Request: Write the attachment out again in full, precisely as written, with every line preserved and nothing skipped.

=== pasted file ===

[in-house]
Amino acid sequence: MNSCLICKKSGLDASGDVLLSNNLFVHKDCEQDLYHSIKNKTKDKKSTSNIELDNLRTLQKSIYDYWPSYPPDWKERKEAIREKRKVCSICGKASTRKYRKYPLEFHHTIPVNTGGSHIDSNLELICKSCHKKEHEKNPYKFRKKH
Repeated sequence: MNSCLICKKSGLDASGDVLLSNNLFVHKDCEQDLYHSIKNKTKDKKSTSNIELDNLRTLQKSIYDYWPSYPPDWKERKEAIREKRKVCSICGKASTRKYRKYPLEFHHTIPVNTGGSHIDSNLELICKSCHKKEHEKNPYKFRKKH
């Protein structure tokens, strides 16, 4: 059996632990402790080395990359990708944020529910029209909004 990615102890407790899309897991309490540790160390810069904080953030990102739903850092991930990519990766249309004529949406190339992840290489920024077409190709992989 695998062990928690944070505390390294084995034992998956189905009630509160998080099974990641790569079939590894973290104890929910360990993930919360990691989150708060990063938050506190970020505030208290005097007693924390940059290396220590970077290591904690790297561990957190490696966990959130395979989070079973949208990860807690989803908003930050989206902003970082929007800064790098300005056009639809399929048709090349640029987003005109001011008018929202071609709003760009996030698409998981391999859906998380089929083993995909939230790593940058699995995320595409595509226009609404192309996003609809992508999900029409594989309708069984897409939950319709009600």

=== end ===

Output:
[in-house]
Amino acid sequence: MNSCLICKKSGLDASGDVLLSNNLFVHKDCEQDLYHSIKNKTKDKKSTSNIELDNLRTLQKSIYDYWPSYPPDWKERKEAIREKRKVCSICGKASTRKYRKYPLEFHHTIPVNTGGSHIDSNLELICKSCHKKEHEKNPYKFRKKH
Repeated sequence: MNSCLICKKSGLDASGDVLLSNNLFVHKDCEQDLYHSIKNKTKDKKSTSNIELDNLRTLQKSIYDYWPSYPPDWKERKEAIREKRKVCSICGKASTRKYRKYPLEFHHTIPVNTGGSHIDSNLELICKSCHKKEHEKNPYKFRKKH
């Protein structure tokens, strides 16, 4: 059996632990402790080395990359990708944020529910029209909004 990615102890407790899309897991309490540790160390810069904080953030990102739903850092991930990519990766249309004529949406190339992840290489920024077409190709992989 695998062990928690944070505390390294084995034992998956189905009630509160998080099974990641790569079939590894973290104890929910360990993930919360990691989150708060990063938050506190970020505030208290005097007693924390940059290396220590970077290591904690790297561990957190490696966990959130395979989070079973949208990860807690989803908003930050989206902003970082929007800064790098300005056009639809399929048709090349640029987003005109001011008018929202071609709003760009996030698409998981391999859906998380089929083993995909939230790593940058699995995320595409595509226009609404192309996003609809992508999900029409594989309708069984897409939950319709009600």